Four months after his death, Minnesota teen's song has raised $568,000 for cancer researchBefore Zach Sobiech died from bone cancer in May, he wrote and performed a song, "Clouds," as a farewell to family and friends. It has received more than 8 million views on YouTube.
By: Mary Divine, St. Paul Pioneer Press / MCT
Zach Sobiech wanted his death to mean something.
Sobiech is the Lakeland teenager whose song "Clouds" became an Internet sensation shortly before he died of cancer in May at age 18.
"He always felt so badly for those other children who were in the hospital with him, especially the little ones who had osteosarcoma," said Laura Sobiech, Zach’s mother. "He said on more than one occasion that if he had to die so those kids could have a childhood again, he would do that. That was very important to him. I know he was very excited when we started the (Zach Sobiech Osteosarcoma) Fund -- that he would actually get to realize that dream."
Sobiech’s family and girlfriend, Amy Adamle, on Saturday will present the University of Minnesota Medical Foundation with a check for $568,704 during the Gophers football game at TCF Bank Stadium. The check will be presented between the first and second quarters; game time is 11 a.m.
Researchers at the U of M will use the money to help prevent and cure osteosarcoma, Laura Sobiech said.
Zach Sobiech was diagnosed with bone cancer three years before he died. Last fall, he wrote and performed "Clouds" as a farewell to family and friends. It has received more than 8 million hits on YouTube.
Days after his death, "Clouds" became the No. 1 rock song in the country, according to Billboard magazine. It also reached No. 1 on iTunes -- and stayed at the top of the charts for four days.
Proceeds from the sale of the song and YouTube views are donated to the Zach Sobiech Osteosarcoma Fund through the Children’s Cancer Research Fund.
Sales of "Clouds" remain strong, said Scott Herold, CEO and founder of Rock the Cause, which released Sobiech’s album.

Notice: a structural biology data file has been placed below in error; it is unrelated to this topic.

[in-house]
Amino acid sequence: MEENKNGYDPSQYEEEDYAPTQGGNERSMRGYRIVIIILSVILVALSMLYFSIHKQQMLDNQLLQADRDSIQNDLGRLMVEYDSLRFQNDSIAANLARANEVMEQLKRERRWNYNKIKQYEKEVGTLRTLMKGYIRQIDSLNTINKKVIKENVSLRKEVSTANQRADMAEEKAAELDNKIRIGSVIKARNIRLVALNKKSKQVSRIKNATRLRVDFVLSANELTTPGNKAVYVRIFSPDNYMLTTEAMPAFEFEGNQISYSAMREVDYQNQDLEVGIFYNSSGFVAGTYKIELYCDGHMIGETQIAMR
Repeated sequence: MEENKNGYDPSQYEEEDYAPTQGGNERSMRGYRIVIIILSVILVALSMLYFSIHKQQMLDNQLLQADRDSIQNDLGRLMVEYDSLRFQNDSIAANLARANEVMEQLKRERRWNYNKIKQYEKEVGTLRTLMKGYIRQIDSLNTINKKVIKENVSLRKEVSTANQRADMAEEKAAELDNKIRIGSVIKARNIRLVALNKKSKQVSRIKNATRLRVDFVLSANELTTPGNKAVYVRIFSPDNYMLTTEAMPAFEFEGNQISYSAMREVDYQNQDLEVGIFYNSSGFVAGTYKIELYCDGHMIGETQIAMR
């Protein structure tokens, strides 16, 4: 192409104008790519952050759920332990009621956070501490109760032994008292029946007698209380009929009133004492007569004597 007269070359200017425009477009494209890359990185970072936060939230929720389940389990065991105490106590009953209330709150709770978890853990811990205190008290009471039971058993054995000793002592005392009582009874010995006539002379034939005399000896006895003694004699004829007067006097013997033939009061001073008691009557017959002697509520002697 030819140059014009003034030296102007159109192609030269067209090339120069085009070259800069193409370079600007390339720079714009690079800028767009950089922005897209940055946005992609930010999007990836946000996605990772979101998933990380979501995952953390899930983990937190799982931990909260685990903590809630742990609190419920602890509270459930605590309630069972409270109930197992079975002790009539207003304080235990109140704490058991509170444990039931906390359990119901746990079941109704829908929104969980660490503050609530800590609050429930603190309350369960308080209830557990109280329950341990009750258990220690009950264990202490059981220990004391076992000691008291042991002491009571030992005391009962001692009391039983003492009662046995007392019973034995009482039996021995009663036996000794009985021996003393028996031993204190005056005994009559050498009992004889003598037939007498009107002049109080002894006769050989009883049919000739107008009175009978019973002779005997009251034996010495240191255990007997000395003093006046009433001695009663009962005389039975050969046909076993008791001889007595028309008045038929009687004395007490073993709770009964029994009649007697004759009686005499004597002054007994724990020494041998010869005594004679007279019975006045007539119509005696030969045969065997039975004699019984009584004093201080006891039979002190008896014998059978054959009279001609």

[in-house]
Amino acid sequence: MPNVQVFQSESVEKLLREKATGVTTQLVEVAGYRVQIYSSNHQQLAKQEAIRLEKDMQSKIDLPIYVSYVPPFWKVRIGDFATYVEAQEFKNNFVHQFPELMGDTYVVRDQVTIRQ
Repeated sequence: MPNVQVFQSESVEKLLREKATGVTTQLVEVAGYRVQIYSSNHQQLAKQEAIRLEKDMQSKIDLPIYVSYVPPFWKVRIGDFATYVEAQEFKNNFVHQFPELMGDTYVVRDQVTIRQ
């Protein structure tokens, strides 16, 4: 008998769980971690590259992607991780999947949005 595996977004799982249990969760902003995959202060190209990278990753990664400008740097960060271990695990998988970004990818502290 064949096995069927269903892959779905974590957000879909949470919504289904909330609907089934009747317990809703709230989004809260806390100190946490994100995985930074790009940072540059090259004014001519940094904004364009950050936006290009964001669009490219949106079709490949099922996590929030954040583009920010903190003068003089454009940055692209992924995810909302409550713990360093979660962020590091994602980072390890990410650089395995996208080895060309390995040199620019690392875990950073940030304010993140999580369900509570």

"It is absolutely astounding," Herold said. "I don’t think any of us suspected or could have even dreamed that it would go as far as it did. What’s interesting is that it continues to be kind of a runaway train."
In the past 30 days, the song has had 75,000 streams on Spotify and been downloaded about 5,000 times. "It’s showing no sign of slowing down," Herold said. "It’s in the public psyche; it’s out there."
Sobiech’s longtime friend and songwriting partner, Sammy Brown, is releasing another single through Rock the Cause in October, Herold said. Proceeds from the song, "How to Go to Confession," also will go to the osteosarcoma fund.
"She wrote the song for Zach," Herold said. "It’s a beautiful song that really showcases her vocal styles and how Irish Celtic folk music has influenced her. Sammy wants the song out there to continue to raise money for Zach’s fund."
"Fly A Little Higher," Laura Sobiech’s inspirational book about Zach, is scheduled for publication May 20, 2014, the first anniversary of his death, Laura Sobiech said. Sobiech said Thursday that she just finished the first draft of the book, which is being published by Thomas Nelson, a Christian bookseller.
The video "Clouds" also is up for an Upper Midwest Regional Emmy Award, she said. The ceremony will be Sept. 28 at the State Theatre in Minneapolis.